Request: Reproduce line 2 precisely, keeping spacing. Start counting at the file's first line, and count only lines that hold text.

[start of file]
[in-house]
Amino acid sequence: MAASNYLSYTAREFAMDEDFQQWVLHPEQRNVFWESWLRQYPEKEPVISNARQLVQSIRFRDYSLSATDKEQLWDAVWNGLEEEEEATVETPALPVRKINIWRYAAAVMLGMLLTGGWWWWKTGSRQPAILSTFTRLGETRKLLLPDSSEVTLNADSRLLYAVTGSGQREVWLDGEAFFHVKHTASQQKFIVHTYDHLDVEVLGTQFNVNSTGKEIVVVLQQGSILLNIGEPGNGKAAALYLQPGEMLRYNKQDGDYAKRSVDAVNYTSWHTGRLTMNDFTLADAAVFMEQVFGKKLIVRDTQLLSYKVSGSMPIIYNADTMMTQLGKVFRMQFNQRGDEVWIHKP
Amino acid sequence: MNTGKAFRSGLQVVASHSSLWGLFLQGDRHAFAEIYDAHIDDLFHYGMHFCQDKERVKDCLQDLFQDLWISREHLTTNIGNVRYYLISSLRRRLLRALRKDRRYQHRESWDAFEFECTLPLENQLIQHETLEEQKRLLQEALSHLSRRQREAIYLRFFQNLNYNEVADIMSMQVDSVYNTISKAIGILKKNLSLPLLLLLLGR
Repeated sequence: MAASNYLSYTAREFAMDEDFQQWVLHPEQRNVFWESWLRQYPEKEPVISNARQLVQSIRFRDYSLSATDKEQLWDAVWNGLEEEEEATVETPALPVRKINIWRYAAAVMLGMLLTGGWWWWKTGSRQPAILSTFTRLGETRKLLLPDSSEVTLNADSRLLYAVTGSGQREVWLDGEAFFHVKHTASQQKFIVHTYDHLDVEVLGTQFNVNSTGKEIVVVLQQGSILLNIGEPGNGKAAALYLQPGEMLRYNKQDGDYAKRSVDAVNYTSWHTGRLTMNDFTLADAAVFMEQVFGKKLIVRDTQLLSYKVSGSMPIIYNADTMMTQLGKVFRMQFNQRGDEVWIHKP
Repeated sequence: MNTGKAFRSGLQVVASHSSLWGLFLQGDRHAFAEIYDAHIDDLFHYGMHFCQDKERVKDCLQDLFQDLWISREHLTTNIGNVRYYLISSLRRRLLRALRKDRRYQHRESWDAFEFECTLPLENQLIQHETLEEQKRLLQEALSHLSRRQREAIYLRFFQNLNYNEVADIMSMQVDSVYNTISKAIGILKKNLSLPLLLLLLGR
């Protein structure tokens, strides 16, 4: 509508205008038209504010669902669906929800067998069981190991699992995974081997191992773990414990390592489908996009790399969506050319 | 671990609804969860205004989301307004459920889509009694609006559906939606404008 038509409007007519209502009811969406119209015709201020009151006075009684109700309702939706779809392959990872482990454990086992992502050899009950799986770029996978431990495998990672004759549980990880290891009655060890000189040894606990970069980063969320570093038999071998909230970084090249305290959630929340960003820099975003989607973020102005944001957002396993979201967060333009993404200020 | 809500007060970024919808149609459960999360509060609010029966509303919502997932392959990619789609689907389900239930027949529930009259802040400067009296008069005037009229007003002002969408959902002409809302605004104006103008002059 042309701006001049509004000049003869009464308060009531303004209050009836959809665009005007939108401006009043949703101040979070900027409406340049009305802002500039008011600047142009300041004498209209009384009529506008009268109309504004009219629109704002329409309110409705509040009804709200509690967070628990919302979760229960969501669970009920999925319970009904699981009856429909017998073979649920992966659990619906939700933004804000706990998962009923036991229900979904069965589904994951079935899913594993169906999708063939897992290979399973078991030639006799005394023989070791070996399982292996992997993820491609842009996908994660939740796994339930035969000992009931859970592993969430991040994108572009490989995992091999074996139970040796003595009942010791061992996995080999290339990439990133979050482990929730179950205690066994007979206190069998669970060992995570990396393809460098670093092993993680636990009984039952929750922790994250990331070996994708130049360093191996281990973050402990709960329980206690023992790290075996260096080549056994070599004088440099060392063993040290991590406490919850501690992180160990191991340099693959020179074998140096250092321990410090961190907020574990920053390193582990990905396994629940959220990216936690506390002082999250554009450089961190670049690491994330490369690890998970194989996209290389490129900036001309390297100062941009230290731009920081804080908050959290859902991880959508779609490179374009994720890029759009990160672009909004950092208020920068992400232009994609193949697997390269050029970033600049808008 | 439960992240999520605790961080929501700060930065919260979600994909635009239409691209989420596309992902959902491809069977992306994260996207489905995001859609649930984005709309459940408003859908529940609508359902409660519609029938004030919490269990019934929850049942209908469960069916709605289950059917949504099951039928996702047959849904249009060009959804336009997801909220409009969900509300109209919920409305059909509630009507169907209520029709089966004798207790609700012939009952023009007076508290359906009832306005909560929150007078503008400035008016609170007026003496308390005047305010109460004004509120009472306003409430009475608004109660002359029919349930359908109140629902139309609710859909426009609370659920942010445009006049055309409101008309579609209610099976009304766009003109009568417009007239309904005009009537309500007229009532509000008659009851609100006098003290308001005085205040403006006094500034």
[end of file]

Amino acid sequence: MAASNYLSYTAREFAMDEDFQQWVLHPEQRNVFWESWLRQYPEKEPVISNARQLVQSIRFRDYSLSATDKEQLWDAVWNGLEEEEEATVETPALPVRKINIWRYAAAVMLGMLLTGGWWWWKTGSRQPAILSTFTRLGETRKLLLPDSSEVTLNADSRLLYAVTGSGQREVWLDGEAFFHVKHTASQQKFIVHTYDHLDVEVLGTQFNVNSTGKEIVVVLQQGSILLNIGEPGNGKAAALYLQPGEMLRYNKQDGDYAKRSVDAVNYTSWHTGRLTMNDFTLADAAVFMEQVFGKKLIVRDTQLLSYKVSGSMPIIYNADTMMTQLGKVFRMQFNQRGDEVWIHKP